Stan Danzig and David Nissim

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Cushman & Wakefield of New Jersey, Inc.
One Meadowlands Plaza, Suite 1100
East Rutherford, New Jersey 07073

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Release Date: Thursday, March 20, 2014

Media Contact: Evelyn Weiss Francisco (201) 796-7788

Danzig and Nissim Comment on Fundamentals, Trends to Watch and More

EAST RUTHERFORD, N.J., March 20, 2014 – Industrial real estate fundamentals in New Jersey, its bordering markets and nationwide have continued to see notable improvement during the past year. In turn, commercial real estate services professionals involved in this active sector are enjoying the return of traction when it comes to making deals.Cushman & Wakefield’s Stan Danzig, executive director, and Jules Nissim, senior director, based in East Rutherford, completed more than 3 million square feet in leasing and sales transactions and 700 acres of land sales in 2013, which landed them among the commercial real estate services firm’s Top 10 Industrial Producers nationwide. In the following interview, they weigh in on regional conditions.

Please provide an overview of current industrial fundamentals in your home state.

Nissim: The “numbers” show healthy tenant demand, improving occupancy levels and rising rental rates. In 2013, New Jersey tenants leased 21.3 million square feet of industrial space. This number marks a 20.3 percent increase over 2012 and the second highest annual volume in the last six years, and most importantly, this was positive absorption of 8.7 million square feet – the highest in more than 10 years. In turn, the vacancy rate here declined to 8.2 percent, from 9.1 percent at the end of 2012. As demand catches up with supply, rents are beginning to rise. The year-end $5.99 per-square-foot average at year-end 2013 was up 3.6 percent year-over-year and at the highest level since year-end 2009.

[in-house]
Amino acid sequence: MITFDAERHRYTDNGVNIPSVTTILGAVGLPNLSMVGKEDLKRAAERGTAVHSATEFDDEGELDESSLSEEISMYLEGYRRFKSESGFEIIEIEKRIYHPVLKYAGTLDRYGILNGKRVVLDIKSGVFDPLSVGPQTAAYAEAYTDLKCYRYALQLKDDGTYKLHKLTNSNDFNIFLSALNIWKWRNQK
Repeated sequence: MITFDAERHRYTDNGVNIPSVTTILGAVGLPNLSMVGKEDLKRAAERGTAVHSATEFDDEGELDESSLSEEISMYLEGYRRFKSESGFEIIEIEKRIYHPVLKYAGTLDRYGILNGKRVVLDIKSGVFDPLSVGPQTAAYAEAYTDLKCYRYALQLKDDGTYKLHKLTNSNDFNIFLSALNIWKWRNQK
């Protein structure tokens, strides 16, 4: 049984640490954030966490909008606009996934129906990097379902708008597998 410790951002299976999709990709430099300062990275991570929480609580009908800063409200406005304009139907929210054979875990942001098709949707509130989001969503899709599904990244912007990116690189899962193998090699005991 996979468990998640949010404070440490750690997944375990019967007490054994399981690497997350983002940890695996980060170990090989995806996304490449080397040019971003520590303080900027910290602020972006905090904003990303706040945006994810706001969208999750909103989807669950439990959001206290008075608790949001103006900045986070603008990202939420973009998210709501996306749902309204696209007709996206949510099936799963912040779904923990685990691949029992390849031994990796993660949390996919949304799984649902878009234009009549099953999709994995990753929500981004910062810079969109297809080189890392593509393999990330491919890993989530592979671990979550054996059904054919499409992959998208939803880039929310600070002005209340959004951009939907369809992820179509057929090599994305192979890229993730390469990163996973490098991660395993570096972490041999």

Are you seeing a shift from a tenant-market to one that favors landlords?

Danzig: Shorter supply is forcing companies to make decisions as opportunities disappear. Competition is particularly high for top-quality vacancies, which is beginning to create some anxiety for users. This also is driving up rents. We are advising our corporate clients to define their requirements, and be better informed and prepared to commit. While we would not yet classify this as a landlord market, we will say that tenants need to move out of the tire-kicking stage before the best buildings get away from them.

How have the current fundamentals impacted construction levels?

Nissim: Just over 2.0 million square feet of industrial product was delivered to the New Jersey market during 2013. With the exception of one project, all of it was built to suit. Currently 7.8 million square feet of warehouse/distribution buildings are under development, including a significant amount of speculative product. IDI, Prologis, Duke, Hampshire, Morris Companies, Matrix and others have spec projects underway or set to break ground this spring. These companies are long-time New Jersey players. Their confidence in the market speaks volumes.